Brazil has retracted its previously announced decree to allow commercial mining in a portion of the Amazon reserve in the wake of growing protests from environmental groups.
In August this year, the Brazilian Government banned the National Reserve of Copper and Associates (Renca), opening it up for mining operations in order to bolster the country’s economy and have control over the area where mining is prevalent.
Renca, located in the northern states of Amapa and Para, was established in 1984 and covers an area of around 17,800 square miles, slightly larger than Denmark.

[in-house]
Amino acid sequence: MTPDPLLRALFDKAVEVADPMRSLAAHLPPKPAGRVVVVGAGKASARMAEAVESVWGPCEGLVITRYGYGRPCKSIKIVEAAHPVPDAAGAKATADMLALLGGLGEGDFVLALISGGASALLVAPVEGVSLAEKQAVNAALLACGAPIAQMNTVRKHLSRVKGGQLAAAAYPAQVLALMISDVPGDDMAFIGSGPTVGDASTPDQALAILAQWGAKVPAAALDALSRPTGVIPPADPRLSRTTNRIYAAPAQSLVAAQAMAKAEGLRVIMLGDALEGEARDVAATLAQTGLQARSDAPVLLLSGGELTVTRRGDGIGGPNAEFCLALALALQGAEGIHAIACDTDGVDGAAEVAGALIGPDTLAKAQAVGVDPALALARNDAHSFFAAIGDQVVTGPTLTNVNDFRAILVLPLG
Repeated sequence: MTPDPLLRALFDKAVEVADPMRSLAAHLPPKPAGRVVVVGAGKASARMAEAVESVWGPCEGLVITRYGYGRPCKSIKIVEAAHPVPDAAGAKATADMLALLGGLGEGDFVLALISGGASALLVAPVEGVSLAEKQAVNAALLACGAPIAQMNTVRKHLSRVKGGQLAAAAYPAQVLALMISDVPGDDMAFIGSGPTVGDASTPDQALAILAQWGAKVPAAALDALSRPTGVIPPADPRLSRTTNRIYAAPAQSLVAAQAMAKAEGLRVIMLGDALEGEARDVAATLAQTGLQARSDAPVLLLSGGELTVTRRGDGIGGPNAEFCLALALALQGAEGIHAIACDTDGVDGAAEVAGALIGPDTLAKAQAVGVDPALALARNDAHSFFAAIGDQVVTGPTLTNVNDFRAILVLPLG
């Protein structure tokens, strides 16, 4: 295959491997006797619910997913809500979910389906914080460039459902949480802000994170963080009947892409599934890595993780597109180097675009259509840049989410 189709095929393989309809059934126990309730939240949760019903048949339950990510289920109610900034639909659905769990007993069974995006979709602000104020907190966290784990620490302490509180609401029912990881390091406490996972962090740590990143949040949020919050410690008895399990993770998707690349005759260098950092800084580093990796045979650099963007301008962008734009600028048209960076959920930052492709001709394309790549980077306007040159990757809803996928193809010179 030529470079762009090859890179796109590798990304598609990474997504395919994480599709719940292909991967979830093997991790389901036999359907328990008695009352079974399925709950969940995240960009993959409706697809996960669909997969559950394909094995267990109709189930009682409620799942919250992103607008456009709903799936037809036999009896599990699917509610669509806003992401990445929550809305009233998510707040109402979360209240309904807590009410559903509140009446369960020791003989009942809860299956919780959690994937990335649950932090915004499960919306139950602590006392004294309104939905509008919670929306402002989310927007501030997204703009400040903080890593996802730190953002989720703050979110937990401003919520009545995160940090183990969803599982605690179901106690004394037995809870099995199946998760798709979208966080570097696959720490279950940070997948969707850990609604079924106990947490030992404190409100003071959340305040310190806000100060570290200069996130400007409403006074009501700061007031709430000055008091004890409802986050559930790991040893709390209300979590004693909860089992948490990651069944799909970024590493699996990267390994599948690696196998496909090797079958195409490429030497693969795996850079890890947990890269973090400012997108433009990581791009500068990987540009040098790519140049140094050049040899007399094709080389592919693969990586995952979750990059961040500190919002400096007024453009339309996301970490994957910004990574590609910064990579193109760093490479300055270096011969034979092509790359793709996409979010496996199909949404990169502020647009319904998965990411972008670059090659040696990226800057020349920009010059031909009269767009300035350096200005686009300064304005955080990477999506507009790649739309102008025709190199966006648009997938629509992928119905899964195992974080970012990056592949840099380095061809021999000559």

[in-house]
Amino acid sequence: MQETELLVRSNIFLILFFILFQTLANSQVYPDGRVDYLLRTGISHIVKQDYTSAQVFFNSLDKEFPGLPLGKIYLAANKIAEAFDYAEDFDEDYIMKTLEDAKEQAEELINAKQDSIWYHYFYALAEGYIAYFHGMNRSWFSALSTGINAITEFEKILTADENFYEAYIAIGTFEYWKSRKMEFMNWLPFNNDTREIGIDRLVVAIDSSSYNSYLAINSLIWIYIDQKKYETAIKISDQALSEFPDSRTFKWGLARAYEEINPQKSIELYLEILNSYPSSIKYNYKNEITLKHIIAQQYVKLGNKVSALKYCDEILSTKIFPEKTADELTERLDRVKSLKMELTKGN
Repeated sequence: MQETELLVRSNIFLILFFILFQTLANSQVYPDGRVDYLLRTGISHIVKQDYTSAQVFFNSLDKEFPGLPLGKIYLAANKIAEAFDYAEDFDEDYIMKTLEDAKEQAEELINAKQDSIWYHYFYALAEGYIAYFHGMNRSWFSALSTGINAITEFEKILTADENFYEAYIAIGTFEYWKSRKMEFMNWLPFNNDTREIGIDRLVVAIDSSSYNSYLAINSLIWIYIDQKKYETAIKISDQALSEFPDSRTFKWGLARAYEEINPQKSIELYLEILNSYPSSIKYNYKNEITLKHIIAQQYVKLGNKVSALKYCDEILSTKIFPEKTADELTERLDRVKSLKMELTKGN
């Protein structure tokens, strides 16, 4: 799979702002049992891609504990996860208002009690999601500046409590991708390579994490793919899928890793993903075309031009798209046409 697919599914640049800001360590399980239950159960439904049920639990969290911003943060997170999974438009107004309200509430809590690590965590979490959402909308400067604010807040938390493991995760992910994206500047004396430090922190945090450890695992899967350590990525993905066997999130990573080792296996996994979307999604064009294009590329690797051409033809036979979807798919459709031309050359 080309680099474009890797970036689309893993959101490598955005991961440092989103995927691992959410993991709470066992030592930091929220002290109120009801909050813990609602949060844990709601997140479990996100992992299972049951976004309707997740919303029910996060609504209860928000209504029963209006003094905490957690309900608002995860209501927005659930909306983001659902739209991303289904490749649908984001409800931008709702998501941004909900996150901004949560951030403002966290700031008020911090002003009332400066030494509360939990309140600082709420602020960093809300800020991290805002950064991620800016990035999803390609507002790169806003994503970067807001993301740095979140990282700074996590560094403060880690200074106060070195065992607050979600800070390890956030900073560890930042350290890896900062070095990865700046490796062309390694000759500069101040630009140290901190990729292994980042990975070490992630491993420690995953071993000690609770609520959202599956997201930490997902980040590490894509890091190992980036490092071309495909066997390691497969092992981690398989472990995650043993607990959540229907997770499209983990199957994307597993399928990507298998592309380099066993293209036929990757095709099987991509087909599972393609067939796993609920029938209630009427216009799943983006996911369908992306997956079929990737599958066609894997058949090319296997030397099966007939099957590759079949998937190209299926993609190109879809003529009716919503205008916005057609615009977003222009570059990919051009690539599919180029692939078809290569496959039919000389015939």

The Mines and Energy Ministry noted that the issue would be revisited in future through a wider consultation process.
In a statement, the ministry said: “The country needs to grow and generate jobs, attract investments to the mineral sector, and to exploit the economic potential of the region.”
The Renca reserve is part of the Amazon rainforest, which is considered an environmental sink that absorbs harmful emissions in the region.
Since the government proposed to remove restrictions on mining in the reserve, environmentalists have been condemning it.
Greenpeace public policy coordinator Marcio Astrini was quoted by Reuters as saying: “If carried out, the cancellation of the decree shows that, no matter how bad, there is no leader absolutely immune to public pressures.
“It is a victory of society over those who want to destroy and sell our forest.”